Rethinking the nature of money is serious stuff. It is, in effect, the re-examination of a concept of value exchange that’s been central to society, certainly every mercantile culture, for thousands of years – from Pacific conch shells, to gold, promissory notes and credit cards.
It’s my contention that, for good or for ill, there is a clear and present threat to the established system – specifically the way in which the nation state, with its centrally controlled fiat currencies, is organised.
Indeed, the modern state has three major levers of control to maintain political stability and the security of power: physical coercion – the military and, more contentiously, the machinery of justice and the penal system; propaganda – media control conveniently outsourced to notionally independent news organisations and their appropriately sympathetic owners; and the financial system – a fiat currency administered by a central bank, with attendant reporting restrictions and regulations, which allows the government to assess our assets and income and, whether we like it or not, demand its share.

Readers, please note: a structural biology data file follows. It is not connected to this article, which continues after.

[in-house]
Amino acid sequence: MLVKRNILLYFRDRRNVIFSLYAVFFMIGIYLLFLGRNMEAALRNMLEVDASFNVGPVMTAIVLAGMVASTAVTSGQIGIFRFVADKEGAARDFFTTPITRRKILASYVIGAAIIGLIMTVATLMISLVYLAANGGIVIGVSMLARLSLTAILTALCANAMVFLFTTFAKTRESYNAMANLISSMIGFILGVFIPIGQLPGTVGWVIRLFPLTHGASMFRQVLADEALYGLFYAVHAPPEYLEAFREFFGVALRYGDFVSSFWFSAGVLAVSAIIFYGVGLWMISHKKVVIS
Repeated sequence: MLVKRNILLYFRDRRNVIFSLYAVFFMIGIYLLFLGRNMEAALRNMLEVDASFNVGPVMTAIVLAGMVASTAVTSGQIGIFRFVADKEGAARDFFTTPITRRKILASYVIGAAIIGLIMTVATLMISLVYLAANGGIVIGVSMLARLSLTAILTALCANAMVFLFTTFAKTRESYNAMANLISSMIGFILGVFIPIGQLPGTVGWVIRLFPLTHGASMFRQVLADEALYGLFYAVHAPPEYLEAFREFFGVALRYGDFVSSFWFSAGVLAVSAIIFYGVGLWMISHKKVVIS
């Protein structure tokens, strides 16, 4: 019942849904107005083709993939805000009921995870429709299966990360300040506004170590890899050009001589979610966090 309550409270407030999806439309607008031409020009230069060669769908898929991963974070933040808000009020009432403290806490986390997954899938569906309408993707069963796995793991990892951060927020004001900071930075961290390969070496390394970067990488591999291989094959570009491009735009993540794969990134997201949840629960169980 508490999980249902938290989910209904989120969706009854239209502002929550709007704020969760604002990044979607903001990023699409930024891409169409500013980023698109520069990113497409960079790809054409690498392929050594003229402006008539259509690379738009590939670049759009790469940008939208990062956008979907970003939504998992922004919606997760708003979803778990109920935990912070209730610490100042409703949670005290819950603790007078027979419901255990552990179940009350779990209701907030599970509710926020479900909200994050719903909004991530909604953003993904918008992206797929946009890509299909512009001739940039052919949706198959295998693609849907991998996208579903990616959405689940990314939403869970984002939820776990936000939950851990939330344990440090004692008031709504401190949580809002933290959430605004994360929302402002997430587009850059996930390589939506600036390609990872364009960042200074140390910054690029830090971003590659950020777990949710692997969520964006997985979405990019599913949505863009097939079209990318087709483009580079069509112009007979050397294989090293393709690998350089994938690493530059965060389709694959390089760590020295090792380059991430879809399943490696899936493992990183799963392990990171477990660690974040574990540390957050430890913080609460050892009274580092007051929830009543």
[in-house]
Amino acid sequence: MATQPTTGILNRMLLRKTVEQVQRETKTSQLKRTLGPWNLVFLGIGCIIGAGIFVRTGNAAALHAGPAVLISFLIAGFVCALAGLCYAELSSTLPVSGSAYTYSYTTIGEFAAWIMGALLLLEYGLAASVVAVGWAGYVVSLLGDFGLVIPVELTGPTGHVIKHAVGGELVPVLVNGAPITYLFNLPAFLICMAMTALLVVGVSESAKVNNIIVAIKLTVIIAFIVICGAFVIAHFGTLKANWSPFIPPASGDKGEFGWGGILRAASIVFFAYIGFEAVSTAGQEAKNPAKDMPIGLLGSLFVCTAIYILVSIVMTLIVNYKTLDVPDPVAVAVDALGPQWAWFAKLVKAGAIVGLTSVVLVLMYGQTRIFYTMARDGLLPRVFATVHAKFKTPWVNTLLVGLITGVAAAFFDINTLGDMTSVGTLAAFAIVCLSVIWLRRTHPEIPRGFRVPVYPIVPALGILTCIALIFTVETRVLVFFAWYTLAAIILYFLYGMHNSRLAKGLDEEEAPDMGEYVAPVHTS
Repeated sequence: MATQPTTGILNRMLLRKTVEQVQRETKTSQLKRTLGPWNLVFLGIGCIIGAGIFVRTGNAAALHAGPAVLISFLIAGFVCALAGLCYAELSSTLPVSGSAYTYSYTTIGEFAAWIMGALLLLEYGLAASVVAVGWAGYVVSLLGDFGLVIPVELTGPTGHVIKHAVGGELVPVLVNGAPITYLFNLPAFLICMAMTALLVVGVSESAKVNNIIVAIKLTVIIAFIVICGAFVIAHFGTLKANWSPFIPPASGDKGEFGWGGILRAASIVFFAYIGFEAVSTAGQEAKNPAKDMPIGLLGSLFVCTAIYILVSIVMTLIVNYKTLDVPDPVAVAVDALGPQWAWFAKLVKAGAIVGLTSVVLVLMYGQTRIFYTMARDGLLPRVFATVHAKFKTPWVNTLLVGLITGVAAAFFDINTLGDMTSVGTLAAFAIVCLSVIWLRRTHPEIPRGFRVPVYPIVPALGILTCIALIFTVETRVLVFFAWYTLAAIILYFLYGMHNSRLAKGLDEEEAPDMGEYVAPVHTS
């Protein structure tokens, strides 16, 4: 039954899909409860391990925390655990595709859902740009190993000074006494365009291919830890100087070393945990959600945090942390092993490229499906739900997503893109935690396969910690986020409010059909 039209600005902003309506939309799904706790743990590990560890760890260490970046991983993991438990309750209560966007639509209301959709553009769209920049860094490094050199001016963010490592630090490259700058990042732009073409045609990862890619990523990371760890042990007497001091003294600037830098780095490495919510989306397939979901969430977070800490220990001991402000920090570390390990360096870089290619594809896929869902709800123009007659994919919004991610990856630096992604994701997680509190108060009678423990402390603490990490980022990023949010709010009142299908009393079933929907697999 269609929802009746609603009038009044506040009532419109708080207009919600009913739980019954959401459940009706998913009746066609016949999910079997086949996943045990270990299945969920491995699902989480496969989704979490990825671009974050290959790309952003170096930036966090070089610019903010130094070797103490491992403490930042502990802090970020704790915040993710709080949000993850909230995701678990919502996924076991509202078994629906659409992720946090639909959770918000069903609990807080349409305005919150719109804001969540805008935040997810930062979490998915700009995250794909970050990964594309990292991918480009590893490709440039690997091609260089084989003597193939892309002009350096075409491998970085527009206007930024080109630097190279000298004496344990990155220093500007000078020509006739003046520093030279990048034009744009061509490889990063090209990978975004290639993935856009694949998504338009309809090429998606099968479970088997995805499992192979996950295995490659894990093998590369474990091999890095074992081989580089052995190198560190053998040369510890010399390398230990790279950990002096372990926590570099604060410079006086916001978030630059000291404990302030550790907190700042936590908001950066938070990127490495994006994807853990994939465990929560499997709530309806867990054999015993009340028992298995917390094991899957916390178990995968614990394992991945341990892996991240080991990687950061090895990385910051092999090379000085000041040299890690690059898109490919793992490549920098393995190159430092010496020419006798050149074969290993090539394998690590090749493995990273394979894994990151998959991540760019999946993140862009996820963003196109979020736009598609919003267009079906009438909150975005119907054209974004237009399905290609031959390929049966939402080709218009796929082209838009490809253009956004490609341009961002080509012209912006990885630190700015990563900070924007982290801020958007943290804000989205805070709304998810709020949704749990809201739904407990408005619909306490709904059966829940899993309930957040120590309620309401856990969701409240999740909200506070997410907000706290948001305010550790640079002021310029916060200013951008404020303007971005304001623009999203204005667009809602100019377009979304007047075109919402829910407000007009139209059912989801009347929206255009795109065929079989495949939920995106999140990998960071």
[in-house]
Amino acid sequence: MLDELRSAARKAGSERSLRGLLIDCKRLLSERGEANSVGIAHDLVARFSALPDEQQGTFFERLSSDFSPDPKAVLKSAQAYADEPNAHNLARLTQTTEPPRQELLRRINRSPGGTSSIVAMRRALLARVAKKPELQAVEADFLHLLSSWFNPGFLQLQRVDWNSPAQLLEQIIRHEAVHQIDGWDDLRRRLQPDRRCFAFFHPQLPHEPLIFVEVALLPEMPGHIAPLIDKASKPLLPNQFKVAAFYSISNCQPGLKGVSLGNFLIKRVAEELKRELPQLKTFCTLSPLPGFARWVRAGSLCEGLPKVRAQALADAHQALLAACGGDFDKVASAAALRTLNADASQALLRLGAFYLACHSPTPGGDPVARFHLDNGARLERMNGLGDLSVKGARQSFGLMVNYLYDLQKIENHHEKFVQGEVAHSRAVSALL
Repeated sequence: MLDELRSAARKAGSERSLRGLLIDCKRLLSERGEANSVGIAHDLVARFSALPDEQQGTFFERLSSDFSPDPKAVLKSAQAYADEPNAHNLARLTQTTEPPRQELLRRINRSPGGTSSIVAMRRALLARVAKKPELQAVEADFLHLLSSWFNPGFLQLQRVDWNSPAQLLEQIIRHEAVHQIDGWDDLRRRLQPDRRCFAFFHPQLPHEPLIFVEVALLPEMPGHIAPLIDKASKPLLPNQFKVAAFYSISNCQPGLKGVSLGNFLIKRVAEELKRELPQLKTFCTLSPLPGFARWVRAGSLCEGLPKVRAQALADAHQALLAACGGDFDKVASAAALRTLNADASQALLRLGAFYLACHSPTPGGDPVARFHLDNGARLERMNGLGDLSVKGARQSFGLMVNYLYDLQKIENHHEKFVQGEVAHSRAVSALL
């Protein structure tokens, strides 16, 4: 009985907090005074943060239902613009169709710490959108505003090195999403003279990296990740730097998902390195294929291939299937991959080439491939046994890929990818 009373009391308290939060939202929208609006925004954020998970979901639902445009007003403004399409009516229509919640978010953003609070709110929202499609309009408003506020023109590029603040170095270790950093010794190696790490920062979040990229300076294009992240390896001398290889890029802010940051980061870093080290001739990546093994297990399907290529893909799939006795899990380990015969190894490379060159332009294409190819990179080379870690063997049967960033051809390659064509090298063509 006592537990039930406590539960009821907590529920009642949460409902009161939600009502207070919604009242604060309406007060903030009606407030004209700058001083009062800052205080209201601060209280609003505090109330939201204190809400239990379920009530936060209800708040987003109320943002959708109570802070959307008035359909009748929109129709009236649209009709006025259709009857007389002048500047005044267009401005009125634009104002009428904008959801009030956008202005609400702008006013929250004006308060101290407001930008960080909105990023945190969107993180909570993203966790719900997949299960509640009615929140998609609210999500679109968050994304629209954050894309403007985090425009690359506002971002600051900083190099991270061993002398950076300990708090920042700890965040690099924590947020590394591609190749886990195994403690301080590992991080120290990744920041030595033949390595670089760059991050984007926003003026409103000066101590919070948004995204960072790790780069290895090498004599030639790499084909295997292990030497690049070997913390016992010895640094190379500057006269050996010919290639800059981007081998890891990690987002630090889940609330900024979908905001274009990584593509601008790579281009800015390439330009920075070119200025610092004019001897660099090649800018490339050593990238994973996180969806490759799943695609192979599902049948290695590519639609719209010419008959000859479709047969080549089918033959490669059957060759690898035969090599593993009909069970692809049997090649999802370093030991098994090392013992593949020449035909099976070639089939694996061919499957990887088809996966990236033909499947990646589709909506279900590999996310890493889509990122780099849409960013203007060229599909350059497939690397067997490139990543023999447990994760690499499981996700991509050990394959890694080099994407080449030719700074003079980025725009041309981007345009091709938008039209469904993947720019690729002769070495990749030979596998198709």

The latest resurgence of Bitcoin has provoked a re-think – be it a lofty re-examination of value-exchange systems, or the prehistoric feeling that there’s gold in the digital hills. This is prompting a massive shake-out amongst existing financial systems and a power struggle between corporate institutions as they compete to issue their own digital tokens.
The scrambles include a full-scale battle between the corporate world and governments. A dream team of corporate suppliers and payment specialists jumped ship ahead of Facebook’s proposed launch of its Libra token last year. The precise reason as to why they withdrew, and how the token launch was aborted and subsequently re-packaged and renamed Diem, is fertile territory for conspiracy theorists.
Nevertheless, the fact is that the Facebook token, with its potentially vast monetary value and opportunity for cheap puns – yes, folks, we’re dealing with “Facebucks” – was scuppered. Did international governments act in concert, as they could not allow a transnational value token to take root, depriving them of oversight – and tax income?
There is a major change in sentiment among political and financial institutions about money in a digital form. After years of resistance, comes reluctant acceptance from the establishment. In the interim, the old and the new systems co-exist.